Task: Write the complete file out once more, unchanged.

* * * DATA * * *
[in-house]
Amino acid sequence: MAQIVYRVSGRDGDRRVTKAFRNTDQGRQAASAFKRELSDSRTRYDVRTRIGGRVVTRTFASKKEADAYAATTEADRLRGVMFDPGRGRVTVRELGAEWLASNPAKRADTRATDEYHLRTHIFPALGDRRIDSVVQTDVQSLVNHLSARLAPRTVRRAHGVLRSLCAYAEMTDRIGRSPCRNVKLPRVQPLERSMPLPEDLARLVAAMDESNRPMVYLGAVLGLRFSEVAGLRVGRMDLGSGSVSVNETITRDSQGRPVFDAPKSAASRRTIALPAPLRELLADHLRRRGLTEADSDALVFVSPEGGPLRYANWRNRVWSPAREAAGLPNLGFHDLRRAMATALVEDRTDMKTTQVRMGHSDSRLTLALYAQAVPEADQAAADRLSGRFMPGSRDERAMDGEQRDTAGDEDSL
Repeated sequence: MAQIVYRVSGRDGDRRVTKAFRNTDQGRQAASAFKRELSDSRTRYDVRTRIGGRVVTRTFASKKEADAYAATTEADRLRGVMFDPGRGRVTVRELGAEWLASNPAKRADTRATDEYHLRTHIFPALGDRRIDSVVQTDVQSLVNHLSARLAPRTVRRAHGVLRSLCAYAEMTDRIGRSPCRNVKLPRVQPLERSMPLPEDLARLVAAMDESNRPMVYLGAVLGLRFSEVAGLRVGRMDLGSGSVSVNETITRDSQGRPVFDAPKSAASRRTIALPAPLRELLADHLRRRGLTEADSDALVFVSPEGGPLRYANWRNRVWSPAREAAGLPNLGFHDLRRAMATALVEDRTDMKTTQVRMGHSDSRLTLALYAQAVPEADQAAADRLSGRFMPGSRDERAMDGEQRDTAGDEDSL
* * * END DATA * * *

[in-house]
Amino acid sequence: MAQIVYRVSGRDGDRRVTKAFRNTDQGRQAASAFKRELSDSRTRYDVRTRIGGRVVTRTFASKKEADAYAATTEADRLRGVMFDPGRGRVTVRELGAEWLASNPAKRADTRATDEYHLRTHIFPALGDRRIDSVVQTDVQSLVNHLSARLAPRTVRRAHGVLRSLCAYAEMTDRIGRSPCRNVKLPRVQPLERSMPLPEDLARLVAAMDESNRPMVYLGAVLGLRFSEVAGLRVGRMDLGSGSVSVNETITRDSQGRPVFDAPKSAASRRTIALPAPLRELLADHLRRRGLTEADSDALVFVSPEGGPLRYANWRNRVWSPAREAAGLPNLGFHDLRRAMATALVEDRTDMKTTQVRMGHSDSRLTLALYAQAVPEADQAAADRLSGRFMPGSRDERAMDGEQRDTAGDEDSL
Repeated sequence: MAQIVYRVSGRDGDRRVTKAFRNTDQGRQAASAFKRELSDSRTRYDVRTRIGGRVVTRTFASKKEADAYAATTEADRLRGVMFDPGRGRVTVRELGAEWLASNPAKRADTRATDEYHLRTHIFPALGDRRIDSVVQTDVQSLVNHLSARLAPRTVRRAHGVLRSLCAYAEMTDRIGRSPCRNVKLPRVQPLERSMPLPEDLARLVAAMDESNRPMVYLGAVLGLRFSEVAGLRVGRMDLGSGSVSVNETITRDSQGRPVFDAPKSAASRRTIALPAPLRELLADHLRRRGLTEADSDALVFVSPEGGPLRYANWRNRVWSPAREAAGLPNLGFHDLRRAMATALVEDRTDMKTTQVRMGHSDSRLTLALYAQAVPEADQAAADRLSGRFMPGSRDERAMDGEQRDTAGDEDSL